Review: Mike Keneally and Marco Minnemann, Evidence of Humanity

Evidence of Humanity meticulously and miraculously achieves the half-nervous, half-confident joy of extemporaneous performance.

Mike Keneally and Marco Minnemann, Evidence of HumanityMike Keneally is typically the name I drop to those who dismiss progressive guitar shredding as aimlessly showy. Not that the man won’t, in the words of his bright green bumper stickers, rip your head off; on stage, especially, he can flatpick through modified scales with enough speed and crunch to eviscerate a Hendrix cover. But unlike higher-profile virtuoso and fellow Frank Zappa alum Steve Vai, who seems mainly to have soaked in his former employer’s arrogant bemusement, Keneally is passionately composition-oriented. Like Zappa, he views himself foremost as an intuitive generator of notes, an aesthetic stance that not only facilitates pithy, emotional improvisation, but also makes him a more convincing and accessible songwriter than any of his contemporaries. Dancing, one of the best indie CDs of the last decade, was downright catchy, and even his orchestral collaboration with Metropole Orkest, The Universe Will Provide, stands as a coherent confederacy of individual journeys.

It’s this structuralism that gives Evidence of Humanity an edge over other entries in the Normalizer 2 series, a group of distinct albums that utilize the same 52-minute Marco Minnemann drum solo as their terra firma. The limitations of the project reek of music-theory arts and crafts (the drum track is a template within which talent can be flaunted) and one would expect the finished products to be cacophonous inside jokes littered with unresolved harmonies. Instead, however, the three Normalizer iterations released thus far, including Trey Gunn’s epic-thematic Modulator and Alex Machacek’s snappily propulsive 24 Tales, are easily highlights within each respective musician’s discography, with the unique tonal reactions to Minnemann’s desultory rhythms behaving like mercurial, guitar-demigod mood rings.

Keneally’s contribution to the project is by far the most pensive, but also the most seamlessly synchronized with Minnemann’s impulsive beats: The first song, “Respect?,” is a full two minutes longer than either Gunn or Machacek’s, cleverly incorporating a dramatic, cymbal-driven time-signature change that marks the start of track two on both Modulator and 24 Tales. And these are, indeed, songs—despite the lack of intelligible lyrics and the sonic space Keneally leaves himself for occasional freeform solos. As with the musician’s dark, sophomore effort Boil That Dust Speck, listening to the record is like rubbernecking to observe the aftermath of a head-on collision between jazz, pop, and avant-garde; one strains to discern verses and choruses that jut out awkwardly from the carnage without context, while quotidian grievances and stray horn parts flutter in unannounced. It’s an assembly of premorse musical conventions that bleed brilliantly in and out of one another.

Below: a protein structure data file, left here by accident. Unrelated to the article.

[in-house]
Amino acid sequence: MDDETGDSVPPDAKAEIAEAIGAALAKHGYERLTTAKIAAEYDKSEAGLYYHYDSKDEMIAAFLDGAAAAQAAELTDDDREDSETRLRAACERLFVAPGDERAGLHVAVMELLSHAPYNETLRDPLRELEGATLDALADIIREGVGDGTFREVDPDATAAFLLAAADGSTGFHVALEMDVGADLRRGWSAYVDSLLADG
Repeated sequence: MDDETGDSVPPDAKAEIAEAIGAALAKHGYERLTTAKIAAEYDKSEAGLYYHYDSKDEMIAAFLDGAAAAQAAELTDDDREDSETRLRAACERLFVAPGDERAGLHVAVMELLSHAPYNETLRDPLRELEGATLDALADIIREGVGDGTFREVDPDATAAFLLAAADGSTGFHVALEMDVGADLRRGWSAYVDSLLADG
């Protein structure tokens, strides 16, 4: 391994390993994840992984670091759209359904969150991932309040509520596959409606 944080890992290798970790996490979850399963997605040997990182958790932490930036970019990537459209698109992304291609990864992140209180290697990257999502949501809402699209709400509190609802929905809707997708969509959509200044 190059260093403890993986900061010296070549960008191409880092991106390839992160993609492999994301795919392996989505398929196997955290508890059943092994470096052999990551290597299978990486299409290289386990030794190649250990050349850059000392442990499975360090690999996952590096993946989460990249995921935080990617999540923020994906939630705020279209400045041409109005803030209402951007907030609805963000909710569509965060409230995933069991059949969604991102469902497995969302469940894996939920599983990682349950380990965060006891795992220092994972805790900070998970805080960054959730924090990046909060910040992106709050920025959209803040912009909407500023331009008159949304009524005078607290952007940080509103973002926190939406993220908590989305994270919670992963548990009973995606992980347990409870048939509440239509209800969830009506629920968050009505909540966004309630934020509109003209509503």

Evidence of Humanity also shares the stop-and-start melodic intensity of Scambot 1 (issued earlier this year), but its hyper-contemplative nature calms the requisitely slippery modulations; it’s the fluid-spirit sibling to that somberly outré LP, a turbulent, shamanic, one-man tour through stirring, wordless mantras, chromatic mallet climaxes, and plaintive, metal prayers. (The acoustic interlude “Three People Run Naked Through School” may even qualify as a snappily condensed re-conceiving of Scambot’s folk-jaunt “Cold Hands”.) The loose, steel-stringed piety of tracks like “Rough Time at the Hotel” and “Trying” seems haunted by Danny Kirwan-era Fleetwood Mac (particularly the extended, shape-shifting jams on Future Games), but Keneally’s experimental prowess avoids the forced sobriety of Kirwan’s lesser tunes. And it’s a testament to Keneally’s skill that nothing here sounds forced to begin with, given the messily domineering blueprint that he, Gunn, and Machacek were provided with. Like a mirror image of Zappa’s track-grafting technique xenochrony, where single-instrument improvisations from separate concerts (and in separate tempos) were superimposed to essay happy accidents, the in-studio conceived Evidence of Humanity meticulously and miraculously achieves the irreproducible—the half-nervous, half-confident joy of extemporaneous performance.

 Label: Exowax  Release Date: September 28, 2010  Buy: Amazon

Joseph Jon Lanthier

Joseph Jon Lanthier is the director of What Should I Put in My Coffee? His writing has also appeared in Bright Lights Film Journal.

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